Keywords: papillary thyroid carcinoma, INPPL1 expression, lymph node metastasis, The Cancer Genome Atlas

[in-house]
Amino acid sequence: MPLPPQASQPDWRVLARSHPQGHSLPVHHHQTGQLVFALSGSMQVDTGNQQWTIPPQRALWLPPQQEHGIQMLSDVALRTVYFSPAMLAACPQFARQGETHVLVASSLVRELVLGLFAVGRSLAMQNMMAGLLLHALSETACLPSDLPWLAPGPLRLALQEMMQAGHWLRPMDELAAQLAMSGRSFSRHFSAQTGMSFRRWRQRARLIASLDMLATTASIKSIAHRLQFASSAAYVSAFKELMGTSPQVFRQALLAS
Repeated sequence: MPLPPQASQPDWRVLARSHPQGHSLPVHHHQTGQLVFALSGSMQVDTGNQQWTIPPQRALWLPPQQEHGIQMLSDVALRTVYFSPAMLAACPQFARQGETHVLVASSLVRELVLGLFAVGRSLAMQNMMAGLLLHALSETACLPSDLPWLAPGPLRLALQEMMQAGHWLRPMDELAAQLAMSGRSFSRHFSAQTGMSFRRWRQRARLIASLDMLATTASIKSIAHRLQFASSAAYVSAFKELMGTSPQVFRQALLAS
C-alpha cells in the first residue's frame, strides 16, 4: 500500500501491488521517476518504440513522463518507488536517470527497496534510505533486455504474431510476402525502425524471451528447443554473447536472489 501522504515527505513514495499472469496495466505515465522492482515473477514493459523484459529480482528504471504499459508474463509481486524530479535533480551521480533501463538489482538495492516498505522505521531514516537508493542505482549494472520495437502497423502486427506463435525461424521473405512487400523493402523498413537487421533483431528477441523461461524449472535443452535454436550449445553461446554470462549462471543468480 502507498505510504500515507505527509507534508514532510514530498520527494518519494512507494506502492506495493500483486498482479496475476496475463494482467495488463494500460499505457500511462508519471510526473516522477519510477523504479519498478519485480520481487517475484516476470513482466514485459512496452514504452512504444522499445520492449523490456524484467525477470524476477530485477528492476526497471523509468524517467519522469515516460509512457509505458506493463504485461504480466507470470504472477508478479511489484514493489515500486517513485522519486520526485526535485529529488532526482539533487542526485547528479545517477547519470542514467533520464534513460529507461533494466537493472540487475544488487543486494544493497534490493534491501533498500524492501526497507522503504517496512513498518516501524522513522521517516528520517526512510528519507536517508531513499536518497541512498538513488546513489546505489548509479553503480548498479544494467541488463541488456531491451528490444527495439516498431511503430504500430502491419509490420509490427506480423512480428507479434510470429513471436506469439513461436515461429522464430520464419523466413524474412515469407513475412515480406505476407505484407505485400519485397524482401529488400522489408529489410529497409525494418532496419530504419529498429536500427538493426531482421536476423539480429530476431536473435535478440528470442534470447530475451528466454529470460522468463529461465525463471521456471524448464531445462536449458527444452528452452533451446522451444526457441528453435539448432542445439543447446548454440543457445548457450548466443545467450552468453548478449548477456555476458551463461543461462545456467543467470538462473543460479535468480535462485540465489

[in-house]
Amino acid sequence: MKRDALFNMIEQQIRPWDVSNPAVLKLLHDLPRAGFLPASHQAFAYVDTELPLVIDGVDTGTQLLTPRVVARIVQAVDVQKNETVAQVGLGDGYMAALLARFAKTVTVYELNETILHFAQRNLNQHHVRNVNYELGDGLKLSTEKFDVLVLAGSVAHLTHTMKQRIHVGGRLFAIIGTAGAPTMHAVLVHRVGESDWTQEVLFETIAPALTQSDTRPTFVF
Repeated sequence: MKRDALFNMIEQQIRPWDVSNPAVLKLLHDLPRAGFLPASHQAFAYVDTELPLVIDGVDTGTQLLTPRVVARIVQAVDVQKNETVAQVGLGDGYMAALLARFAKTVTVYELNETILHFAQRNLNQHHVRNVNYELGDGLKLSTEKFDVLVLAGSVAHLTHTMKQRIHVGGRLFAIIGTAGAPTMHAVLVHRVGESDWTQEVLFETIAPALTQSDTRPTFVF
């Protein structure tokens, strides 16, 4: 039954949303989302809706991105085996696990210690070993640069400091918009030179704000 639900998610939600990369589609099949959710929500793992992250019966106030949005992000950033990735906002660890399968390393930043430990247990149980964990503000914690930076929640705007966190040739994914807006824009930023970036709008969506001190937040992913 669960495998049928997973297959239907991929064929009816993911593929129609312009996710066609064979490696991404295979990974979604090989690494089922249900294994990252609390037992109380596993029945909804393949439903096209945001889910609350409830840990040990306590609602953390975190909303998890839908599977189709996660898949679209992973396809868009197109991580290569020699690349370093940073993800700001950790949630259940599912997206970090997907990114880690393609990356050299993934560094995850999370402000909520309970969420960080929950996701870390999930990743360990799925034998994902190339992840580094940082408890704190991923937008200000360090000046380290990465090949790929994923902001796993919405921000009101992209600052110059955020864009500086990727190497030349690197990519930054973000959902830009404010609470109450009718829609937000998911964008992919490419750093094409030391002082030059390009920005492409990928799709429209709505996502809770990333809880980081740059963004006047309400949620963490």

Thyroid cancer is the most common malignant tumor in the endocrine system and among the neck tumors, whose incidence is increasing globally in recent years. In the USA, ~56,870 new cases were estimated in 2017.1 The prognosis of most thyroid cancer patients is good,2 especially in those with papillary thyroid carcinoma (PTC) which is the most common type of thyroid cancer and accounts for ~80% of all thyroid cancer cases.3 However, PTC is highly metastatic and recurrent after routine treatment, and some patients of PTC have poor prognosis such as disease recurrence and even death.4 Certain clinical and pathological characteristics such as advanced disease stages, extrathyroidal extension, and lymph node metastasis (LNM) have been associated with a poor prognosis of this disease.5 LNM is a major factor for recurrence and mortality,6–8 whose incidence ranges from 20% to 50%9,10 and which leads to recurrence and secondary surgery.11–13 The occurrence and development of thyroid carcinoma are mainly affected by genomic variation, including activation of oncogene and silencing of tumor suppressor gene. It has been proved that BRAF mutation promotes the occurrence and development of thyroid carcinoma by abnormal activation of MAPK pathway,14 and that the mutation of TERT promoter15 and PIK 3CA gene16 also plays an important role. Although great progress has been made in gene research, the pathogenesis and many features of thyroid cancer are still unknown. Therefore, searching for new potential molecular markers and elucidating their molecular mechanisms in the development of thyroid cancer become necessary.